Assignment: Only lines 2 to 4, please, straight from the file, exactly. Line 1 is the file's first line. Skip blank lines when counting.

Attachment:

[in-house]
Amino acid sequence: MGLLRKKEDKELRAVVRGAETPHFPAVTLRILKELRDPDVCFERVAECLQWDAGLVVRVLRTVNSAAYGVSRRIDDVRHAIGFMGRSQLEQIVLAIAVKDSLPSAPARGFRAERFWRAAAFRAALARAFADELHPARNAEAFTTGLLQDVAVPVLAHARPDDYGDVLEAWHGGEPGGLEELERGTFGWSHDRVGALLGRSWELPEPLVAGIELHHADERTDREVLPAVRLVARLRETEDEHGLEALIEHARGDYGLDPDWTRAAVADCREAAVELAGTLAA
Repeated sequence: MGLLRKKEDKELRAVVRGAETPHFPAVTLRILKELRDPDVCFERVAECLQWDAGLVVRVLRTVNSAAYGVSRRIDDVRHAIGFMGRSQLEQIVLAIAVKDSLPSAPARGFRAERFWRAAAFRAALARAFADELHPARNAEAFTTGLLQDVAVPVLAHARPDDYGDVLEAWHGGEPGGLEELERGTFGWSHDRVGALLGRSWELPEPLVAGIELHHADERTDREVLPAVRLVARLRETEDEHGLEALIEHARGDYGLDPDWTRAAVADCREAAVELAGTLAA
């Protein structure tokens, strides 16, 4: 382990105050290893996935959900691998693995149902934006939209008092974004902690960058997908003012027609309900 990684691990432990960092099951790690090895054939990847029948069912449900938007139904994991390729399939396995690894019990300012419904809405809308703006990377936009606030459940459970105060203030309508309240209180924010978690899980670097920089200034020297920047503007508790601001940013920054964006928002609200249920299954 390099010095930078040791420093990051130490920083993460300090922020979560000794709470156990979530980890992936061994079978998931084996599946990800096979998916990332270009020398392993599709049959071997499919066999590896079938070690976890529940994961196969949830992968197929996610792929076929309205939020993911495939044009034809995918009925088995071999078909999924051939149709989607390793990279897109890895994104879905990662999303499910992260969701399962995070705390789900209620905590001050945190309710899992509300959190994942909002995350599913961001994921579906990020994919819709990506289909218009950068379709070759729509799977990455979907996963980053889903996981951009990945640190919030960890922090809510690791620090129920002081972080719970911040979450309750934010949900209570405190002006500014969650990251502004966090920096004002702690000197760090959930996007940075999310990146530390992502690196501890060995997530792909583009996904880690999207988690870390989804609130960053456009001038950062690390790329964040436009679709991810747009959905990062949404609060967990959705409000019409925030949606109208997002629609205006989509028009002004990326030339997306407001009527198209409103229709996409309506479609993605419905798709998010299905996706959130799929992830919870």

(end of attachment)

Amino acid sequence: MGLLRKKEDKELRAVVRGAETPHFPAVTLRILKELRDPDVCFERVAECLQWDAGLVVRVLRTVNSAAYGVSRRIDDVRHAIGFMGRSQLEQIVLAIAVKDSLPSAPARGFRAERFWRAAAFRAALARAFADELHPARNAEAFTTGLLQDVAVPVLAHARPDDYGDVLEAWHGGEPGGLEELERGTFGWSHDRVGALLGRSWELPEPLVAGIELHHADERTDREVLPAVRLVARLRETEDEHGLEALIEHARGDYGLDPDWTRAAVADCREAAVELAGTLAA
Repeated sequence: MGLLRKKEDKELRAVVRGAETPHFPAVTLRILKELRDPDVCFERVAECLQWDAGLVVRVLRTVNSAAYGVSRRIDDVRHAIGFMGRSQLEQIVLAIAVKDSLPSAPARGFRAERFWRAAAFRAALARAFADELHPARNAEAFTTGLLQDVAVPVLAHARPDDYGDVLEAWHGGEPGGLEELERGTFGWSHDRVGALLGRSWELPEPLVAGIELHHADERTDREVLPAVRLVARLRETEDEHGLEALIEHARGDYGLDPDWTRAAVADCREAAVELAGTLAA
């Protein structure tokens, strides 16, 4: 382990105050290893996935959900691998693995149902934006939209008092974004902690960058997908003012027609309900 990684691990432990960092099951790690090895054939990847029948069912449900938007139904994991390729399939396995690894019990300012419904809405809308703006990377936009606030459940459970105060203030309508309240209180924010978690899980670097920089200034020297920047503007508790601001940013920054964006928002609200249920299954 390099010095930078040791420093990051130490920083993460300090922020979560000794709470156990979530980890992936061994079978998931084996599946990800096979998916990332270009020398392993599709049959071997499919066999590896079938070690976890529940994961196969949830992968197929996610792929076929309205939020993911495939044009034809995918009925088995071999078909999924051939149709989607390793990279897109890895994104879905990662999303499910992260969701399962995070705390789900209620905590001050945190309710899992509300959190994942909002995350599913961001994921579906990020994919819709990506289909218009950068379709070759729509799977990455979907996963980053889903996981951009990945640190919030960890922090809510690791620090129920002081972080719970911040979450309750934010949900209570405190002006500014969650990251502004966090920096004002702690000197760090959930996007940075999310990146530390992502690196501890060995997530792909583009996904880690999207988690870390989804609130960053456009001038950062690390790329964040436009679709991810747009959905990062949404609060967990959705409000019409925030949606109208997002629609205006989509028009002004990326030339997306407001009527198209409103229709996409309506479609993605419905798709998010299905996706959130799929992830919870």